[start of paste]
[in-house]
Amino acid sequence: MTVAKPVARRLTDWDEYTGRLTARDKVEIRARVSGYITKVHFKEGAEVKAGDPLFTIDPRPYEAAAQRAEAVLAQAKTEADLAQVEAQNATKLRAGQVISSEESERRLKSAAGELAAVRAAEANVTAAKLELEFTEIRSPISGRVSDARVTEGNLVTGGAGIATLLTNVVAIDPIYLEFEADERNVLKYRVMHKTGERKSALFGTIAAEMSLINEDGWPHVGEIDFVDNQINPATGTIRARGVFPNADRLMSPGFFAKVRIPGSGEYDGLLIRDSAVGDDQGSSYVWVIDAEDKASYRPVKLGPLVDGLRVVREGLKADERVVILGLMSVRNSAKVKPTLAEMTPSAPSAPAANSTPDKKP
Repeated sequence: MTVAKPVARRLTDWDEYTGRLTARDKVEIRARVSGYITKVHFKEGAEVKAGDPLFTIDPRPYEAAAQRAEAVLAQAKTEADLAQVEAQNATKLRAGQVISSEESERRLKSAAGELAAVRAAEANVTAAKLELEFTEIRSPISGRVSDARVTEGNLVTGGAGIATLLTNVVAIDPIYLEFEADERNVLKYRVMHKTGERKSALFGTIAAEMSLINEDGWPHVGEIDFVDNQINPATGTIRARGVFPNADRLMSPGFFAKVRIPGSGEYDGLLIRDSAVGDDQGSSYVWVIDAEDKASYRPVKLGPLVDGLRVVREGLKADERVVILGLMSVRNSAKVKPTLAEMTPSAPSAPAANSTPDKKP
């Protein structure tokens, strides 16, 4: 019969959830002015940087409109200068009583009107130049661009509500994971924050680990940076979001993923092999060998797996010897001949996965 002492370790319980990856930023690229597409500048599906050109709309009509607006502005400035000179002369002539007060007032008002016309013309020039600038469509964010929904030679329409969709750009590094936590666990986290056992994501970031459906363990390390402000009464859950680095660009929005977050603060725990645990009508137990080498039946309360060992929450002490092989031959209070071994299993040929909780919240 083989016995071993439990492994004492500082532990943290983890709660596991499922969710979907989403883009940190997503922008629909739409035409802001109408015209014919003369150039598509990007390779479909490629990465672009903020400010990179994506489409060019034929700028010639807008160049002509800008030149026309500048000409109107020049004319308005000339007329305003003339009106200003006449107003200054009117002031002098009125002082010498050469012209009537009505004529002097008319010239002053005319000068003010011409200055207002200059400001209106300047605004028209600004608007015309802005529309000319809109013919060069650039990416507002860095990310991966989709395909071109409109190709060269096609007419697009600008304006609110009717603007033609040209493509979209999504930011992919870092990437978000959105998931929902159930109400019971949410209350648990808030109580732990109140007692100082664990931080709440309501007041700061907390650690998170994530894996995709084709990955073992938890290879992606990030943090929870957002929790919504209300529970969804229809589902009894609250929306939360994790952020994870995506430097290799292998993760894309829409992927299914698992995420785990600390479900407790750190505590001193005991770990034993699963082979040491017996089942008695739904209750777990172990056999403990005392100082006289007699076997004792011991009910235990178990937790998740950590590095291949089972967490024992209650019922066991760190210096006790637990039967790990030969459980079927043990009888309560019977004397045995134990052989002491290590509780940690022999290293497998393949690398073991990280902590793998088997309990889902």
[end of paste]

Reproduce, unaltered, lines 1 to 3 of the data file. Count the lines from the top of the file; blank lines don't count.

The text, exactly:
[in-house]
Amino acid sequence: MTVAKPVARRLTDWDEYTGRLTARDKVEIRARVSGYITKVHFKEGAEVKAGDPLFTIDPRPYEAAAQRAEAVLAQAKTEADLAQVEAQNATKLRAGQVISSEESERRLKSAAGELAAVRAAEANVTAAKLELEFTEIRSPISGRVSDARVTEGNLVTGGAGIATLLTNVVAIDPIYLEFEADERNVLKYRVMHKTGERKSALFGTIAAEMSLINEDGWPHVGEIDFVDNQINPATGTIRARGVFPNADRLMSPGFFAKVRIPGSGEYDGLLIRDSAVGDDQGSSYVWVIDAEDKASYRPVKLGPLVDGLRVVREGLKADERVVILGLMSVRNSAKVKPTLAEMTPSAPSAPAANSTPDKKP
Repeated sequence: MTVAKPVARRLTDWDEYTGRLTARDKVEIRARVSGYITKVHFKEGAEVKAGDPLFTIDPRPYEAAAQRAEAVLAQAKTEADLAQVEAQNATKLRAGQVISSEESERRLKSAAGELAAVRAAEANVTAAKLELEFTEIRSPISGRVSDARVTEGNLVTGGAGIATLLTNVVAIDPIYLEFEADERNVLKYRVMHKTGERKSALFGTIAAEMSLINEDGWPHVGEIDFVDNQINPATGTIRARGVFPNADRLMSPGFFAKVRIPGSGEYDGLLIRDSAVGDDQGSSYVWVIDAEDKASYRPVKLGPLVDGLRVVREGLKADERVVILGLMSVRNSAKVKPTLAEMTPSAPSAPAANSTPDKKP